So all those things I learned through motherhood. And resilience. A lot of it. So those are all tenets and things that I want my daughters to learn. And I do this thing with my oldest when I walk her to school. Every day we share three things. And it could be three things we love about ourselves, three things we're excited about, three experiences that day that impacted us either positively or negatively. Or we just, three things that were important in that day.
And I talk about entrepreneurship and partnership. And I'm like, "I had this pitch meeting and I'm telling her..." I'm talking to her as I would an adult. And I thought, and I'm like, "Do you know what entrepreneur is? Like, do you know what a partnership is? What are pitch meetings?"
And she literally, verbatim, kind of told me, Webster dictionary definitions of what a partnership is. And I'm like, "Who are you?" And then, it's just a realization that so much, it's not so much of what I'm teaching her, but it's what she's observing. That's part of that learning journey. But yeah, it's a beautiful journey to be able to do both in tandem. It's very hard, but one informs the other and they both make me better at both roles that I play.
And the pressure that I feel now really is what legacy am I leaving behind for them. And then creating as many opportunities as possible. So that they're the most obnoxiously audacious and fearless women on the planet. That is my goal.
Brown: I love that. I love that. All right. Let's bring it back to your Brown journey, because this all starts somewhere, right? Just curious, as our closing question, how has Brown impacted your entrepreneurial journey so far and specifically, what lessons did you learn at Brown, either socially or academically, that you still carry with you today?
Gomez: Some of my most prized memories were conversations in the classrooms at Brown. And I really learned how to listen to other people with varying opinions. Listening to feedback and to the market. And that informing my business decisions.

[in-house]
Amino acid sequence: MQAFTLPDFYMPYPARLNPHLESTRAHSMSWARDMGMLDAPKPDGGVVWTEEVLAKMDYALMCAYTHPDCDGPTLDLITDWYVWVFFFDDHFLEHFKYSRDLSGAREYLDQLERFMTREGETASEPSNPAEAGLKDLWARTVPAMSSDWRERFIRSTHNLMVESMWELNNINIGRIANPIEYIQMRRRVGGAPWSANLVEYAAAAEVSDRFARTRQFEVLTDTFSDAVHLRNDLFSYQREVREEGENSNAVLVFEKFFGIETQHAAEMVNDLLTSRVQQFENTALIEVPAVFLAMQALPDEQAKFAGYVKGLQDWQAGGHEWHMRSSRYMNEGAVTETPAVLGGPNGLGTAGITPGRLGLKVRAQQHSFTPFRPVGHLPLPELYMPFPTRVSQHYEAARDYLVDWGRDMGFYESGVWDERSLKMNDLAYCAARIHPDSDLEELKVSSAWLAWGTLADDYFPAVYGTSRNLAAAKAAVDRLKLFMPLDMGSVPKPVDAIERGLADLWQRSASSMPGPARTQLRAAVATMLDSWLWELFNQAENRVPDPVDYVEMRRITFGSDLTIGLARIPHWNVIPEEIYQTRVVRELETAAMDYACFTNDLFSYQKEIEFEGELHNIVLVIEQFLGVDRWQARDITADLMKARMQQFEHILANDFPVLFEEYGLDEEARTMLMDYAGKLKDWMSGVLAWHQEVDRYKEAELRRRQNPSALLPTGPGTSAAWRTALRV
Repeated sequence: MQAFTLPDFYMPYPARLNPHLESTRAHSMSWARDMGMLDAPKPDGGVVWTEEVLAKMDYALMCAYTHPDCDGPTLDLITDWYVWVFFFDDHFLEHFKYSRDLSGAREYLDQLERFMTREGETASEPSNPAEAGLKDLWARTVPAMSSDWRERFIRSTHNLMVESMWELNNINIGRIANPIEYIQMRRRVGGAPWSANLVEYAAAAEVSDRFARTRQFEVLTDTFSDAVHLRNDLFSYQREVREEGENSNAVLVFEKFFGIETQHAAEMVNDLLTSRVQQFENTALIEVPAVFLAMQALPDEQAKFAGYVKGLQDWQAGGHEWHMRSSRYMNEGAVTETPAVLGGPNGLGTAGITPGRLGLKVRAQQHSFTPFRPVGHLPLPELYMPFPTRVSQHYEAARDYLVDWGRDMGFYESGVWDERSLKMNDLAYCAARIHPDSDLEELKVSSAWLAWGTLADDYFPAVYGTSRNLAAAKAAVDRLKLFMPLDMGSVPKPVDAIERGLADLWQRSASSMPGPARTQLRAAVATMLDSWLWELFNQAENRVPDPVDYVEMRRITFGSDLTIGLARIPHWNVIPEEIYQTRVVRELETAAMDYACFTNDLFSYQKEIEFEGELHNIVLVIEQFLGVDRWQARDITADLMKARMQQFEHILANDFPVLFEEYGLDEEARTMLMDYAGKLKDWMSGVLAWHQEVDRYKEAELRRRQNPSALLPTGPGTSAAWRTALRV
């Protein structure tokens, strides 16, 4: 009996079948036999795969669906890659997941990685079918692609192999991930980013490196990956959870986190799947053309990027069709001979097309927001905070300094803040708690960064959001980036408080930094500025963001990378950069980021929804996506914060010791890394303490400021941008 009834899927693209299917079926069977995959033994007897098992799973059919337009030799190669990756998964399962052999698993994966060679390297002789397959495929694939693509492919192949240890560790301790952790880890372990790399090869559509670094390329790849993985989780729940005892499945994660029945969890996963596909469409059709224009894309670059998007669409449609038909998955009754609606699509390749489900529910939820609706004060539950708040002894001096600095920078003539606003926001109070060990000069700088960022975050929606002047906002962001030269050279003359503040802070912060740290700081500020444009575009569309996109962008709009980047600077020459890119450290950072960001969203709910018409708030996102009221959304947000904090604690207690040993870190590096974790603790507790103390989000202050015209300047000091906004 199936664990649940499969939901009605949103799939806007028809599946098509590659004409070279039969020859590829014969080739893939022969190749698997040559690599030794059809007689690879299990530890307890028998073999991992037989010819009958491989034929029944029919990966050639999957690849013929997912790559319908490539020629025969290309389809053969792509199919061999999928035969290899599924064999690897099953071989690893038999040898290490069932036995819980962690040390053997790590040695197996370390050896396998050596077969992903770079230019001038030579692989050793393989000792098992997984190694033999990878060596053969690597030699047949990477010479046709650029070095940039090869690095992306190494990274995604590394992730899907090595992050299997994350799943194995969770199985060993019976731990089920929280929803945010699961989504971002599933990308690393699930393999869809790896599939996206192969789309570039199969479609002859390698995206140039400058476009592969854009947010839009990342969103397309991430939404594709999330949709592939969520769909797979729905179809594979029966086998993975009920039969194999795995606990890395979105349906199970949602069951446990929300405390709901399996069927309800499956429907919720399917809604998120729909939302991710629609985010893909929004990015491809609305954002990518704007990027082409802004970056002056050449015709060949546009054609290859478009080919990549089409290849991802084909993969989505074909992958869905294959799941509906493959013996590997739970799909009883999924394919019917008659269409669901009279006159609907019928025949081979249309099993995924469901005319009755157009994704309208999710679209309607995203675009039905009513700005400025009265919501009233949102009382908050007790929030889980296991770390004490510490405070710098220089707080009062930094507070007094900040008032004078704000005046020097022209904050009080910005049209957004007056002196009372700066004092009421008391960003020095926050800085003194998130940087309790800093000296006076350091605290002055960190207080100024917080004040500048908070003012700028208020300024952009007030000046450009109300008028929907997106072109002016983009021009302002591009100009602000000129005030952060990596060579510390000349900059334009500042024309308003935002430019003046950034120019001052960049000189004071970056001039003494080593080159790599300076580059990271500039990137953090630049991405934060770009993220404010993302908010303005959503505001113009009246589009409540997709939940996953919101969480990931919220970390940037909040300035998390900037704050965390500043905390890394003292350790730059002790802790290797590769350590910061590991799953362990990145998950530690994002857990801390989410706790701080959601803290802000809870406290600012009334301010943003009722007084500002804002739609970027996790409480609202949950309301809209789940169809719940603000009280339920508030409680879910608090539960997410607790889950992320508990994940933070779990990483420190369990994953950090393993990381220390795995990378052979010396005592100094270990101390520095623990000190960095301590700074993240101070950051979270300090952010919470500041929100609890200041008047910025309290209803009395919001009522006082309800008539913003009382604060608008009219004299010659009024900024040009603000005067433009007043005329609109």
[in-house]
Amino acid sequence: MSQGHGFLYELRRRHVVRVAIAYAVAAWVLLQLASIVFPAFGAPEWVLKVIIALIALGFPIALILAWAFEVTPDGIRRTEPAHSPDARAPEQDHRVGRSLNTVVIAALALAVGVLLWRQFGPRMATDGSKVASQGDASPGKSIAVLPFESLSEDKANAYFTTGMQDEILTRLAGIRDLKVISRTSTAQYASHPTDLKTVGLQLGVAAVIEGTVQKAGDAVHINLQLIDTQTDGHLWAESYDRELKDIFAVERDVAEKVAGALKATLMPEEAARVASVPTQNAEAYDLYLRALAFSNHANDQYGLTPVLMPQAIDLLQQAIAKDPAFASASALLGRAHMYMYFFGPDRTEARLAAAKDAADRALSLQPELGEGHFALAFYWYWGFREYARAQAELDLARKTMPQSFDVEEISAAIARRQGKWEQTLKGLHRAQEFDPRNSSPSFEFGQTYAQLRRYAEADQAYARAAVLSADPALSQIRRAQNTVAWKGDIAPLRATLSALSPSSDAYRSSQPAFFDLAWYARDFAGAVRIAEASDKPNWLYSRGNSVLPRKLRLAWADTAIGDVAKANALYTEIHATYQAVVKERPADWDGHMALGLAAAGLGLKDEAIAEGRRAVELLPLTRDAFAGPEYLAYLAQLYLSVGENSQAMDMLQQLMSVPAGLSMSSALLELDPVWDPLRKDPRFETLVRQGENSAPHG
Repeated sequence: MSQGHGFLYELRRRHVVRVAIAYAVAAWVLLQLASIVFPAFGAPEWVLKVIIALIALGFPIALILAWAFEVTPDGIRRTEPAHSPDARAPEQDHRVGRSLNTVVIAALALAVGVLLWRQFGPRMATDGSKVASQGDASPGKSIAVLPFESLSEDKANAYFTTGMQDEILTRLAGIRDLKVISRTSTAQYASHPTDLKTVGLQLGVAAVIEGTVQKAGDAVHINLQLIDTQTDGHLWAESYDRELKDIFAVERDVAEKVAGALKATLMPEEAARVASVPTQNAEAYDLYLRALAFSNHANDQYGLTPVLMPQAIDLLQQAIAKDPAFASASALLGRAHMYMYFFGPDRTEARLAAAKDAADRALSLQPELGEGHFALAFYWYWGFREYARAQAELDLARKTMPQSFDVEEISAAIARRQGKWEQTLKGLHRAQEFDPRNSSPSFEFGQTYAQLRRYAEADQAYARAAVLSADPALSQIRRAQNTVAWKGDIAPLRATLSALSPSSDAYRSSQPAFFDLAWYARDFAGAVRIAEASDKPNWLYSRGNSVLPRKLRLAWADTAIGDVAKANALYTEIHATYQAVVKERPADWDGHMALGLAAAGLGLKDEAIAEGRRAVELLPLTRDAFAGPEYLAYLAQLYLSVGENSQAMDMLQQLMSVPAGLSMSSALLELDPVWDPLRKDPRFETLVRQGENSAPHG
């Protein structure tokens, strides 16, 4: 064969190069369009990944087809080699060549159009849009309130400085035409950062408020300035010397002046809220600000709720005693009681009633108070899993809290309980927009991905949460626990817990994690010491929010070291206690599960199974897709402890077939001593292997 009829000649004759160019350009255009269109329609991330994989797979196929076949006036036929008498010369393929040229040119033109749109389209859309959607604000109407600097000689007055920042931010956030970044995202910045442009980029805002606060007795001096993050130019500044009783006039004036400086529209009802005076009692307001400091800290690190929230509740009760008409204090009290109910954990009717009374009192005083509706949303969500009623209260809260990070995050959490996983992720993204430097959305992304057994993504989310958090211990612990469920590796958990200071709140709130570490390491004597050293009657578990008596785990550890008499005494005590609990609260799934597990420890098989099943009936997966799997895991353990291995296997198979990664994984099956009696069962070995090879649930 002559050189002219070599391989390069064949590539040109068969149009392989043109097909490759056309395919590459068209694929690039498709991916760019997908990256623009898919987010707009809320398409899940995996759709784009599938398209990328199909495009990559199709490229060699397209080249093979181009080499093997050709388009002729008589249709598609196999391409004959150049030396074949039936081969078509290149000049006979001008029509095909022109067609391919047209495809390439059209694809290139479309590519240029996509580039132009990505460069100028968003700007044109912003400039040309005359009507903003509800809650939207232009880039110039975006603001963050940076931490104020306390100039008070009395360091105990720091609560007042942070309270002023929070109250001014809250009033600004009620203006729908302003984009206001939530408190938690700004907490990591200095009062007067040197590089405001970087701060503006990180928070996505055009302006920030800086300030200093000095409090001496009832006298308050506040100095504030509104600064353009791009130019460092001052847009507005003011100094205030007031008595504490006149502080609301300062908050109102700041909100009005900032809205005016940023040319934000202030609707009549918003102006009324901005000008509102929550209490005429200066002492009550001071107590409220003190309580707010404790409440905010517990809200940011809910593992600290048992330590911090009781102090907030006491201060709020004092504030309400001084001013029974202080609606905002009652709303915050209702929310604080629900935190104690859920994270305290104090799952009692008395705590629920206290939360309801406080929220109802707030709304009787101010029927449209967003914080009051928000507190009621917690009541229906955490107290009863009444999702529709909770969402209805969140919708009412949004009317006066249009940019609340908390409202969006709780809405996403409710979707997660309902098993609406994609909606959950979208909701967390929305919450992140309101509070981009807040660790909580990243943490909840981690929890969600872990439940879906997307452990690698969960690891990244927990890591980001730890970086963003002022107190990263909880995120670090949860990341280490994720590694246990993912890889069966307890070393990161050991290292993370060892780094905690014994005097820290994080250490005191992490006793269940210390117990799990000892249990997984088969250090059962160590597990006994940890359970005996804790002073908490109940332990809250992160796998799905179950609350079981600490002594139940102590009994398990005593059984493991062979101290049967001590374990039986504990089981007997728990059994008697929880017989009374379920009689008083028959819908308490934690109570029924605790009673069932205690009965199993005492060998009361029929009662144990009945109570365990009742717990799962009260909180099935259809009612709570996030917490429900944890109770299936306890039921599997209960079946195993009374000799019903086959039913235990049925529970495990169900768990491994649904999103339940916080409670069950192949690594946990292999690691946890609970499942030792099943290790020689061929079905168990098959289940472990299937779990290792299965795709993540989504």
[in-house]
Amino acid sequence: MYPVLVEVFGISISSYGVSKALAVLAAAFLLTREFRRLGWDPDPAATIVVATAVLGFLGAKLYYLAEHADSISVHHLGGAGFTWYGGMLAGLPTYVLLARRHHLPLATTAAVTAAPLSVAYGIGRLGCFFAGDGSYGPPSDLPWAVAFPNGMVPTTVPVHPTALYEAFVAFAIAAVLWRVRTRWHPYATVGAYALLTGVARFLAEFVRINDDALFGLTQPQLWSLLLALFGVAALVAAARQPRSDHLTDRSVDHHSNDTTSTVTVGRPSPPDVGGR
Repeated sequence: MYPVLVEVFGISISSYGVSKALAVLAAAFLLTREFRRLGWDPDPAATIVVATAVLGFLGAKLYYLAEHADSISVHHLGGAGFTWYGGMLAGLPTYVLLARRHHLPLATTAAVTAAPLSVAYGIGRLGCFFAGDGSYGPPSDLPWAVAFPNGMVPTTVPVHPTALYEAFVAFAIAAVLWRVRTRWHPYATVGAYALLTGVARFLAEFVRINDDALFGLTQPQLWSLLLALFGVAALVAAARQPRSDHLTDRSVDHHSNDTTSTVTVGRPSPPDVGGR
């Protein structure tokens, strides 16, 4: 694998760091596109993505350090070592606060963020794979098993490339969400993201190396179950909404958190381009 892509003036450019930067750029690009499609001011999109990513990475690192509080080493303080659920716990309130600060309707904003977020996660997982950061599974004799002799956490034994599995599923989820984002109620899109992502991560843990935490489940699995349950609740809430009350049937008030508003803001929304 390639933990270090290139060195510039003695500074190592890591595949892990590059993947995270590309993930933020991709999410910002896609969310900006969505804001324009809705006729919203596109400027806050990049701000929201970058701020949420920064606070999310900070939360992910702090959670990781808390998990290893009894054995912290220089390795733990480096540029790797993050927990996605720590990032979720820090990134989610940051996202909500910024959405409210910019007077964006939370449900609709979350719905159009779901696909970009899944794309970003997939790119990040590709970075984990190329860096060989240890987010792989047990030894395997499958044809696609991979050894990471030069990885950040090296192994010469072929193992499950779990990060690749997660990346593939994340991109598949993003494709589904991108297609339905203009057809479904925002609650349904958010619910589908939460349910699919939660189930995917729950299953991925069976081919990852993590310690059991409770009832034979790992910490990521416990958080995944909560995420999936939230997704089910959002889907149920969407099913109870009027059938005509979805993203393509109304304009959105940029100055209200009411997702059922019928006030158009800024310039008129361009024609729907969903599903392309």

But two, in my relationships with people. Community, as I mentioned, is a big part of who I am, but also what I try to propagate and create everywhere I go. And Brown really kind of opened up that idea that community is everywhere, can be created everywhere. And even in the most unlikely of places and people. Gosh, I think about my conversations in my African Literature class with Professor Denniston or Political Theory with Professor Tomasi. Alan Zuckerberg, who was one of my favorite teachers at Brown.
I took a course with him, Palestine and Israeli conflict. I'm talking years ago now. And he passed away, which was a very sad moment for me. But in a class with people who have a stake in either side of the conversation. And then there's this Dominican from Brooklyn who was just happy to be here and wanting to have conversations. You know, I have no stake in the game. So I'm there to learn and to offer my kind of objective opinion, but we lost so much of that now. The country's very fragmented and we forgot how to have conversations amongst ourselves and with people who don't come from the same kind of line of thinking that we do.
And I think it's important as we move forward into the future, that we learn how to listen and listen to each other and converse again. So that's a big piece and Brown is still very much in my everyday life. I'm still best of friends with friends that I had freshman year.
Brown: Well, thank you so much for taking the time, Jennifer. We so appreciate you chatting with us. I loved having this time with you and I'm excited to hear more about what's next for you and oneKIN.
Gomez: Thank you so much and best of luck to you too, Lauren.
Brown: Thank you.
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The views expressed in this interview do not necessarily represent those of Brown University.